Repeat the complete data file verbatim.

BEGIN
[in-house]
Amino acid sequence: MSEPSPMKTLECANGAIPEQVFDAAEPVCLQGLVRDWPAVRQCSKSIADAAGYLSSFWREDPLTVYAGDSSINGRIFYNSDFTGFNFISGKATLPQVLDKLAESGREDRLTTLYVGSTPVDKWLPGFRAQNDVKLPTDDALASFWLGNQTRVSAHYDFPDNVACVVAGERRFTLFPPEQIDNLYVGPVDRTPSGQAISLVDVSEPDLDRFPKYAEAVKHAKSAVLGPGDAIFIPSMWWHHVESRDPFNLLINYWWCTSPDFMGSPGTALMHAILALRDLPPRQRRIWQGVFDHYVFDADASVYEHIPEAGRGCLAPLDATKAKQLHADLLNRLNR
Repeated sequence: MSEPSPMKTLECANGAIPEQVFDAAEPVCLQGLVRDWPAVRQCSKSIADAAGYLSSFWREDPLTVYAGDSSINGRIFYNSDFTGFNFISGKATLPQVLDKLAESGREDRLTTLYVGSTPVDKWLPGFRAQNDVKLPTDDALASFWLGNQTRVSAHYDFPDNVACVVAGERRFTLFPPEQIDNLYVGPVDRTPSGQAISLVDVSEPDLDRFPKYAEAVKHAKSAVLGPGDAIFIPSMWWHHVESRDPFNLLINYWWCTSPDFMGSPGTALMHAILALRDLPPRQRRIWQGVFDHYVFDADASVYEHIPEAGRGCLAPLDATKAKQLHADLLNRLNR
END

[in-house]
Amino acid sequence: MSEPSPMKTLECANGAIPEQVFDAAEPVCLQGLVRDWPAVRQCSKSIADAAGYLSSFWREDPLTVYAGDSSINGRIFYNSDFTGFNFISGKATLPQVLDKLAESGREDRLTTLYVGSTPVDKWLPGFRAQNDVKLPTDDALASFWLGNQTRVSAHYDFPDNVACVVAGERRFTLFPPEQIDNLYVGPVDRTPSGQAISLVDVSEPDLDRFPKYAEAVKHAKSAVLGPGDAIFIPSMWWHHVESRDPFNLLINYWWCTSPDFMGSPGTALMHAILALRDLPPRQRRIWQGVFDHYVFDADASVYEHIPEAGRGCLAPLDATKAKQLHADLLNRLNR
Repeated sequence: MSEPSPMKTLECANGAIPEQVFDAAEPVCLQGLVRDWPAVRQCSKSIADAAGYLSSFWREDPLTVYAGDSSINGRIFYNSDFTGFNFISGKATLPQVLDKLAESGREDRLTTLYVGSTPVDKWLPGFRAQNDVKLPTDDALASFWLGNQTRVSAHYDFPDNVACVVAGERRFTLFPPEQIDNLYVGPVDRTPSGQAISLVDVSEPDLDRFPKYAEAVKHAKSAVLGPGDAIFIPSMWWHHVESRDPFNLLINYWWCTSPDFMGSPGTALMHAILALRDLPPRQRRIWQGVFDHYVFDADASVYEHIPEAGRGCLAPLDATKAKQLHADLLNRLNR